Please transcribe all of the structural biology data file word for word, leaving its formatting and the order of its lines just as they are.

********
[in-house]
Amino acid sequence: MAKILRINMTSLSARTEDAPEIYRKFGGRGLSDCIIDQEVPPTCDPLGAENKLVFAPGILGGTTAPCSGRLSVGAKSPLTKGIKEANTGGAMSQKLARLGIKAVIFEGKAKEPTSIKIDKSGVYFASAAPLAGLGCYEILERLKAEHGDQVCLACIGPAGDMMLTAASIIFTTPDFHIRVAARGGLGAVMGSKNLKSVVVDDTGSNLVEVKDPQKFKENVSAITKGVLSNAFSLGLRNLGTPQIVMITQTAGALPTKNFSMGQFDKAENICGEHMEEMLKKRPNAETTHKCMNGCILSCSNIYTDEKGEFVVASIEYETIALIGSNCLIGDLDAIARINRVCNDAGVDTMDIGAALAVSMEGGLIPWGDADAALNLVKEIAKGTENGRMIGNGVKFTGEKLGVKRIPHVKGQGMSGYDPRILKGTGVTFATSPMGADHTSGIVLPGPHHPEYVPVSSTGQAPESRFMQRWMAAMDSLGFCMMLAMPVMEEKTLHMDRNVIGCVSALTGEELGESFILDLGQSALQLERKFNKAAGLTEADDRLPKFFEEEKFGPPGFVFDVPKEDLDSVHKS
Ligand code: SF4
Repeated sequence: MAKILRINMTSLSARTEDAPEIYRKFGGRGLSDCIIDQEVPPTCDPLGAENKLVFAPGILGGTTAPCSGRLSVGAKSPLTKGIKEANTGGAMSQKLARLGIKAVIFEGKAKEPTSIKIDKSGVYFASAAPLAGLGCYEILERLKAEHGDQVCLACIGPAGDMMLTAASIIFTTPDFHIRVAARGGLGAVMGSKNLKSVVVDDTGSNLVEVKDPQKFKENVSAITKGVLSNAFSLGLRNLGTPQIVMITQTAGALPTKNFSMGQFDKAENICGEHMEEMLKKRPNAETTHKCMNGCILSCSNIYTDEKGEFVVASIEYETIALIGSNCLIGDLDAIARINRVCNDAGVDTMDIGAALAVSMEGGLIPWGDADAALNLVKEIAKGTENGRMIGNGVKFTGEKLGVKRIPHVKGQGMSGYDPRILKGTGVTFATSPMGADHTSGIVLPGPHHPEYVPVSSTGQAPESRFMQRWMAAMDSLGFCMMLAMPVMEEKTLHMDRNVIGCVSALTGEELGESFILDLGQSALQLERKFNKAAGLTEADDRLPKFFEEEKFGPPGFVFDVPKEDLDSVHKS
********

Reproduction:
[in-house]
Amino acid sequence: MAKILRINMTSLSARTEDAPEIYRKFGGRGLSDCIIDQEVPPTCDPLGAENKLVFAPGILGGTTAPCSGRLSVGAKSPLTKGIKEANTGGAMSQKLARLGIKAVIFEGKAKEPTSIKIDKSGVYFASAAPLAGLGCYEILERLKAEHGDQVCLACIGPAGDMMLTAASIIFTTPDFHIRVAARGGLGAVMGSKNLKSVVVDDTGSNLVEVKDPQKFKENVSAITKGVLSNAFSLGLRNLGTPQIVMITQTAGALPTKNFSMGQFDKAENICGEHMEEMLKKRPNAETTHKCMNGCILSCSNIYTDEKGEFVVASIEYETIALIGSNCLIGDLDAIARINRVCNDAGVDTMDIGAALAVSMEGGLIPWGDADAALNLVKEIAKGTENGRMIGNGVKFTGEKLGVKRIPHVKGQGMSGYDPRILKGTGVTFATSPMGADHTSGIVLPGPHHPEYVPVSSTGQAPESRFMQRWMAAMDSLGFCMMLAMPVMEEKTLHMDRNVIGCVSALTGEELGESFILDLGQSALQLERKFNKAAGLTEADDRLPKFFEEEKFGPPGFVFDVPKEDLDSVHKS
Ligand code: SF4
Repeated sequence: MAKILRINMTSLSARTEDAPEIYRKFGGRGLSDCIIDQEVPPTCDPLGAENKLVFAPGILGGTTAPCSGRLSVGAKSPLTKGIKEANTGGAMSQKLARLGIKAVIFEGKAKEPTSIKIDKSGVYFASAAPLAGLGCYEILERLKAEHGDQVCLACIGPAGDMMLTAASIIFTTPDFHIRVAARGGLGAVMGSKNLKSVVVDDTGSNLVEVKDPQKFKENVSAITKGVLSNAFSLGLRNLGTPQIVMITQTAGALPTKNFSMGQFDKAENICGEHMEEMLKKRPNAETTHKCMNGCILSCSNIYTDEKGEFVVASIEYETIALIGSNCLIGDLDAIARINRVCNDAGVDTMDIGAALAVSMEGGLIPWGDADAALNLVKEIAKGTENGRMIGNGVKFTGEKLGVKRIPHVKGQGMSGYDPRILKGTGVTFATSPMGADHTSGIVLPGPHHPEYVPVSSTGQAPESRFMQRWMAAMDSLGFCMMLAMPVMEEKTLHMDRNVIGCVSALTGEELGESFILDLGQSALQLERKFNKAAGLTEADDRLPKFFEEEKFGPPGFVFDVPKEDLDSVHKS